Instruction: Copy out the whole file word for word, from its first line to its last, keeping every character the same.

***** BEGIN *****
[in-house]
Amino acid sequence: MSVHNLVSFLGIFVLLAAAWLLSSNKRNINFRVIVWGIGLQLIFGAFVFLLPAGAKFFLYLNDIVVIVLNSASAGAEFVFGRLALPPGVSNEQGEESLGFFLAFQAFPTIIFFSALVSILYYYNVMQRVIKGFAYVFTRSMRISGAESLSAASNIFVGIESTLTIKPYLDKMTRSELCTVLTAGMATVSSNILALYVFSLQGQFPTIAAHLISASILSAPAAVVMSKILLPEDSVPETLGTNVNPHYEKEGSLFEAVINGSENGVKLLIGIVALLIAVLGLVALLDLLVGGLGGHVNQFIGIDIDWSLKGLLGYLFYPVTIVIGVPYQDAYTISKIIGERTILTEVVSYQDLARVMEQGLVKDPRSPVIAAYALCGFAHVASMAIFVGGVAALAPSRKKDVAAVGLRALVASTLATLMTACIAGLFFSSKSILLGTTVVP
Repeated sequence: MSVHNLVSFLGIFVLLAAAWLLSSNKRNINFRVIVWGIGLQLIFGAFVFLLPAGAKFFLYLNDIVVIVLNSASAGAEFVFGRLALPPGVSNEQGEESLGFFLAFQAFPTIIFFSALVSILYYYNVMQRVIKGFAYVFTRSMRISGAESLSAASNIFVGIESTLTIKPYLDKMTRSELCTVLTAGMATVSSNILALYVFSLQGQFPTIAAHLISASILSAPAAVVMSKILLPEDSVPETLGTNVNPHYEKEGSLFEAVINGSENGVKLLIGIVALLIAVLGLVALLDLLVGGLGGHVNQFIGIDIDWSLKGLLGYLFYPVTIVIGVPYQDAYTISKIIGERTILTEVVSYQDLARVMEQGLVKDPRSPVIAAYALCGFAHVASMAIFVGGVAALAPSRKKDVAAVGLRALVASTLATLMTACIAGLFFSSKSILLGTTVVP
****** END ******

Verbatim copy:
[in-house]
Amino acid sequence: MSVHNLVSFLGIFVLLAAAWLLSSNKRNINFRVIVWGIGLQLIFGAFVFLLPAGAKFFLYLNDIVVIVLNSASAGAEFVFGRLALPPGVSNEQGEESLGFFLAFQAFPTIIFFSALVSILYYYNVMQRVIKGFAYVFTRSMRISGAESLSAASNIFVGIESTLTIKPYLDKMTRSELCTVLTAGMATVSSNILALYVFSLQGQFPTIAAHLISASILSAPAAVVMSKILLPEDSVPETLGTNVNPHYEKEGSLFEAVINGSENGVKLLIGIVALLIAVLGLVALLDLLVGGLGGHVNQFIGIDIDWSLKGLLGYLFYPVTIVIGVPYQDAYTISKIIGERTILTEVVSYQDLARVMEQGLVKDPRSPVIAAYALCGFAHVASMAIFVGGVAALAPSRKKDVAAVGLRALVASTLATLMTACIAGLFFSSKSILLGTTVVP
Repeated sequence: MSVHNLVSFLGIFVLLAAAWLLSSNKRNINFRVIVWGIGLQLIFGAFVFLLPAGAKFFLYLNDIVVIVLNSASAGAEFVFGRLALPPGVSNEQGEESLGFFLAFQAFPTIIFFSALVSILYYYNVMQRVIKGFAYVFTRSMRISGAESLSAASNIFVGIESTLTIKPYLDKMTRSELCTVLTAGMATVSSNILALYVFSLQGQFPTIAAHLISASILSAPAAVVMSKILLPEDSVPETLGTNVNPHYEKEGSLFEAVINGSENGVKLLIGIVALLIAVLGLVALLDLLVGGLGGHVNQFIGIDIDWSLKGLLGYLFYPVTIVIGVPYQDAYTISKIIGERTILTEVVSYQDLARVMEQGLVKDPRSPVIAAYALCGFAHVASMAIFVGGVAALAPSRKKDVAAVGLRALVASTLATLMTACIAGLFFSSKSILLGTTVVP